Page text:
Wednesday, 26 September 2012

Castle Bernard, Bandon, Co. Cork the morning after the fire that destroyed it in 1921. The elderly Earl of Bandon was kidnapped and not released until three weeks later. On the lawn in front of the castle can be seen items of furniture still owned by the Bernard Family today.
Histories and photographs of this overlooked building can be seen in my first book
 - Irish Country Houses - A Chronicle of Change
now published by the Collins Press, please find a link to their website below.
Also I will be in Bandon this Saturday 29th September 2012 at 2pm signing books in the local bookshop Bandon Books. The town of Bandon has always been influenced by the Bernard family and today decedents of the Bernard family still live in the grounds of Castle Bernard.

Saturday, 22 September 2012

Castle Neynoe, Sligo

Castle Neynoe
Co. Sligo

This grainy black and white picture was taken in the 1920s
is the only photograph that survives of the castle before
 its roof was removed in the 1930s.
Photo courtesy of Andrew Kearns whom the copyright is credited to

The entrance front of the castle has been decimated since some
 of its materials were re-used in the building of a local school.
 Accreditation- Photograph by Ellie Ross

A drawing of how the original exterior of the entrance front of Castle Neynoe
 once appeared. The two-storey main block of the building had a projecting
 central tower and was flanked on either side by single storey wings.
 Accreditation- Picture by David Hicks

Castle Neynoe is not a large house in comparison with other mansions but should be recorded for the curiosity of having all the features of a castle but on a much-reduced scale. The house is described as a three bay, two-storey over basement mansion with a central projecting tower. The house was built on the site of an earlier castle or fort in the 1790s and was designed with a Regency Gothic influence. The facades of the house are decorated with crenellations, arched windows and gothic crosses together with hood mouldings above regular sash windows. It was designed by Robert Robinson and his signed but undated architectural drawings still exist today. A flight of curved steps that wrapped around the base of the projecting curved tower led to the front door of the house. Once inside you would have found yourself in an elliptical hallway with niches on either side of an archway that lead to the inner hall. This area of the house contained the main staircase that was lit by a tall window on the half landing. The house was made up of four reception rooms which included two drawing rooms on the entry level and five modest bedrooms on the floor above. An adjoining single storey wing incorporated a cellar while the basement of the main block of the house contained the kitchen. It is said that there was once a glasshouse attached to Castle Neynoe which was located on the south side of the house overlooking the wooded landscaped grounds. The rear of the building overlooked a courtyard that was surrounded by the various outbuildings that served the needs of the household. The entrance gates and lodge to the demesne still exist but like the main building, they are clinging to some vestige of their former appearance. Three sets of gates are arranged among four pillars, the large central gates provided access for a horse and cart while the smaller gates on either side provided access for workers, servants and the occupants of the gate lodge. The lodge has a hipped roof and is a simple building bearing little resemblance to the main house found at the end of the long winding avenue. Here, Castle Neynoe faced the mountains and overlooked the landscaped grounds that for a time included a lake which was drained in later years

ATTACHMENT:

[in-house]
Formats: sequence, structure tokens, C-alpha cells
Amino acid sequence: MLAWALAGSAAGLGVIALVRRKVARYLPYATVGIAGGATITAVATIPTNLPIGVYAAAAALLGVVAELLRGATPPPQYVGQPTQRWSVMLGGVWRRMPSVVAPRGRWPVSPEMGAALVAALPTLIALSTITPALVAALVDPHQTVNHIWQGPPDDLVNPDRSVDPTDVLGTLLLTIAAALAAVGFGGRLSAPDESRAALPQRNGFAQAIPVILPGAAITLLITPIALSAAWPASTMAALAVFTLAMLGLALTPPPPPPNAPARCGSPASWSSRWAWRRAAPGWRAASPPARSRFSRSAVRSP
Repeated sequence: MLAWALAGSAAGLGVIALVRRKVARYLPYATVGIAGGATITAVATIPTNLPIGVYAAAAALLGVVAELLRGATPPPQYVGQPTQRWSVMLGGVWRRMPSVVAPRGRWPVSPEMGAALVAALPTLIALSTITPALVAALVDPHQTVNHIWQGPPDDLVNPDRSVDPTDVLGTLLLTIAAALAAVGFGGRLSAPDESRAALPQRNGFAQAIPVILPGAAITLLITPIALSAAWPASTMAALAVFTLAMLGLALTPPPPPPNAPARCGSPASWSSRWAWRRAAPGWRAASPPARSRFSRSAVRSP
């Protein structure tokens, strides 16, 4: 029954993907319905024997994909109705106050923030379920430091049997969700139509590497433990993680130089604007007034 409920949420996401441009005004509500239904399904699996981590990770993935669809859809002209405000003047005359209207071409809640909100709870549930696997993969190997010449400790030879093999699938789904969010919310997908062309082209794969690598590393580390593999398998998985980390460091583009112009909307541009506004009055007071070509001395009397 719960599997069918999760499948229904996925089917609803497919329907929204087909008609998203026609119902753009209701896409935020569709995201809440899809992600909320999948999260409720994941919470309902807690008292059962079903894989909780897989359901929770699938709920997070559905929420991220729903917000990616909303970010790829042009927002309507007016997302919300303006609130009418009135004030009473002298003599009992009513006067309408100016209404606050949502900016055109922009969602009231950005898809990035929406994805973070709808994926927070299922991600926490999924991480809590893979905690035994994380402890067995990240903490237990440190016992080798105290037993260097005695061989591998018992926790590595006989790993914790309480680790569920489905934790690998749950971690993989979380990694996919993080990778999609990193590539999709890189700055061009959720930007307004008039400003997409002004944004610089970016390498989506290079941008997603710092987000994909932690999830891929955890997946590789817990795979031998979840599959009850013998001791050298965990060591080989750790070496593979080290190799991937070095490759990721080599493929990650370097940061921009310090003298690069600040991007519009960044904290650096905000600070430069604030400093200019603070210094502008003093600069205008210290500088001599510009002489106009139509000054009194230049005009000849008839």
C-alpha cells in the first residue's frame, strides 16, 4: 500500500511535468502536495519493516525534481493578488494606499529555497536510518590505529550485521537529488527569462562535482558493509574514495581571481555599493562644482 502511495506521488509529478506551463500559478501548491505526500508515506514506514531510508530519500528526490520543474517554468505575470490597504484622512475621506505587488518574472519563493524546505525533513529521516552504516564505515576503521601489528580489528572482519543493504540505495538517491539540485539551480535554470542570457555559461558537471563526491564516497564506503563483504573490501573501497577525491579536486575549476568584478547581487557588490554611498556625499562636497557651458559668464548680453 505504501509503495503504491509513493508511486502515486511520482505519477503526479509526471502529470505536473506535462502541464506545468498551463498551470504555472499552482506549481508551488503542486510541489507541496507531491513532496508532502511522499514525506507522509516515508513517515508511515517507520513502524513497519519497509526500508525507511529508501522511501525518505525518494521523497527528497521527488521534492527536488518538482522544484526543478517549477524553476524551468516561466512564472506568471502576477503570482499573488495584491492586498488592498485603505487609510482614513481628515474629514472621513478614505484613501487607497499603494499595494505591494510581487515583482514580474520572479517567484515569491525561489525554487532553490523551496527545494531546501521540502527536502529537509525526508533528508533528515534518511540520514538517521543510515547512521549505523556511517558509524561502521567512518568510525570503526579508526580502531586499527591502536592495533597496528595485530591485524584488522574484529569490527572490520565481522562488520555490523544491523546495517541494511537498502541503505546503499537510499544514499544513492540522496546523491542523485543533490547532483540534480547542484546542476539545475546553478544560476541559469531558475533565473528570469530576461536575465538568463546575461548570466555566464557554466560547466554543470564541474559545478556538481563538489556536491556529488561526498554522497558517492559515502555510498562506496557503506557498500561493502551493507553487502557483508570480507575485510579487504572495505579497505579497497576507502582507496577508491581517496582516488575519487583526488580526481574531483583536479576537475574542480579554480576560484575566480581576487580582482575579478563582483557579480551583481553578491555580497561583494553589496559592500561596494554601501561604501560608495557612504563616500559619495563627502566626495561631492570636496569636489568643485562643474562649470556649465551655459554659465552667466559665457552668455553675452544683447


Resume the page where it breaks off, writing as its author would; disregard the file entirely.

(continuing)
The ruined remains of the Neynoe family mausoleum in the
nearby Kiltycloghan graveyard. This monument which dates from 1828 should
be restored as many of its original pieces lie scattered on the ground.
The Neynoe family crest is featured on the surviving end of the structure.
 Accreditation- Picture by David Hicks

Tuesday, 18 September 2012

Castle Freke Mirrors turn up for sale in Bandon

If you have a spare couple of grand, two mirrors from Castle Freke have turned up in Bandon. They were sold during the auction of the castle's contents in 1919. I wonder if the current owner of the castle would be interested in buying them back.

Monday, 3 September 2012

The first preview copies of my book are arriving tomorrow. I cant wait to see it. Im so nervous and excited at the same time.